Note that if you are setting the bevel with anything coarser than 1k, when you are nearly done, you should up the grit until you are at the 1k level or above. This ensures that when your bevel is finally set, your scratch depth is very reasonable and you have a leg up on the progression. Don't set the bevel on a Chosera 600 all the way out. If you like, start the process on the coarse stone, but finish the process at a finer grit. 1k to 2k works nicely.

Closeup of Incomplete Bevel. The freshly honed part does not reach all the way to the edge yet.

Another incomplete bevel.

Another one. The light is from a different angle.

The bevel is incomplete on this side but the other side has overreached and now a burr has been raised on this side. See how the very edge catches light.

A burr forming. Looking from heel end toward the toe.

Same view, light from a different angle

Pics are taken with my old Note 3 and it was difficult to get them in frame and in focus, so apologies. You will see worse, trust me. But I think you get the idea. You have to study the razor in the light, change the angles, try a magnifying glass or a loupe, to get a good idea of what is going on, visually. A burr can be detected with your fingertip sooner than with your eyeball, once you know what it feels like and how best to detect it. If you lightly run your fingertip from the spine to the edge and beyond, you should feel a faint catch, and if you flip the razor, you will not feel it on the other side. As for the incomplete bevel, depending on the angle of the light you may see the reflection from the developed bevel, or maybe for the raw undeveloped edge. Either way, it will be obvious that there is a discontinuity, and that honing must continue. Remember, if you don't get the bevel set, nothing you can do will make the edge shave properly. There is NO POINT IN CONTINUING WITH THE PROGRESSION if you do not get the bevel set properly before moving up in grit.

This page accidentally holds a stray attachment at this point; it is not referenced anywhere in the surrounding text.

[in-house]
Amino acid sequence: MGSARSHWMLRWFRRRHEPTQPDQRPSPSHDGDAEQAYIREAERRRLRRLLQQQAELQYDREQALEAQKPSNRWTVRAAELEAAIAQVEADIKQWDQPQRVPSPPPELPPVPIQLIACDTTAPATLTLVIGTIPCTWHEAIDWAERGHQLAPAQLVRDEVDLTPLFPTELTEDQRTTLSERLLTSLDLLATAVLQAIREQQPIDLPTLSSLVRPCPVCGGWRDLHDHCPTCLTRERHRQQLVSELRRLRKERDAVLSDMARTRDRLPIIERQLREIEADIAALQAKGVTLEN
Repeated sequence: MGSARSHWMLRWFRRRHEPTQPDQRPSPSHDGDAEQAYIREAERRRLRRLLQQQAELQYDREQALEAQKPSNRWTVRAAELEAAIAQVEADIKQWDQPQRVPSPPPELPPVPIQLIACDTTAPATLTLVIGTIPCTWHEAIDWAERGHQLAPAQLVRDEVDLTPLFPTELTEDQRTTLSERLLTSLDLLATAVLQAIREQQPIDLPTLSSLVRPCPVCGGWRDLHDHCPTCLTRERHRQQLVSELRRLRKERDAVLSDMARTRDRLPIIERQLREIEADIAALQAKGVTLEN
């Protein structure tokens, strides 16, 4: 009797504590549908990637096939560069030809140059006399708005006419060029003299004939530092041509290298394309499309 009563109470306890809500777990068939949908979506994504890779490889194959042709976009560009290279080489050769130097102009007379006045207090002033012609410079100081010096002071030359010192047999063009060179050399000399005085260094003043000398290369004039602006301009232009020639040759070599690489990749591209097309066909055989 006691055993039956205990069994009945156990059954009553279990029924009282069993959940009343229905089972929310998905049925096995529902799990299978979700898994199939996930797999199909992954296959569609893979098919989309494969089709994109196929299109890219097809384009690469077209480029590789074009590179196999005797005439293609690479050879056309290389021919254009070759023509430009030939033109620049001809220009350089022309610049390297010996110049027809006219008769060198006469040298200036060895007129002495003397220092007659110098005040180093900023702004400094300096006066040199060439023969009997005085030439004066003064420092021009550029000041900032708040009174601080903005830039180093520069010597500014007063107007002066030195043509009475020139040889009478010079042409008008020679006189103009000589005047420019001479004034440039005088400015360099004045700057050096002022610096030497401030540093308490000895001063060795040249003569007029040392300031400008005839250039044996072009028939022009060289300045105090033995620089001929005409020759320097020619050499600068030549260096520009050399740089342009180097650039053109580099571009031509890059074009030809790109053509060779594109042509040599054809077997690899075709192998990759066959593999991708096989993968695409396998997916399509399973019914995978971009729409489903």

Honestly if you are just starting out, you are best off simply using the Burr Method and to hell with the nattering nabobs of negativity and their howls of outrage. But this method offers a compromise and a learning opportunity for those who want to follow the herd. Learning to recognize a completed bevel by eye, touch, feedback, and cutting ability will make you a more well rounded honer, that's a fact. Just please don't revert to Faith-Based Honing. If you have not yet read my explanation of just what that is, it is thinking at any time that a step MUST be completed by now because you BELIEVE that a particular amount of time or laps or prayer or living a good life will magically get the razor honed. In other words, a miracle. Save your faith for your religion. Don't be a faith based honer.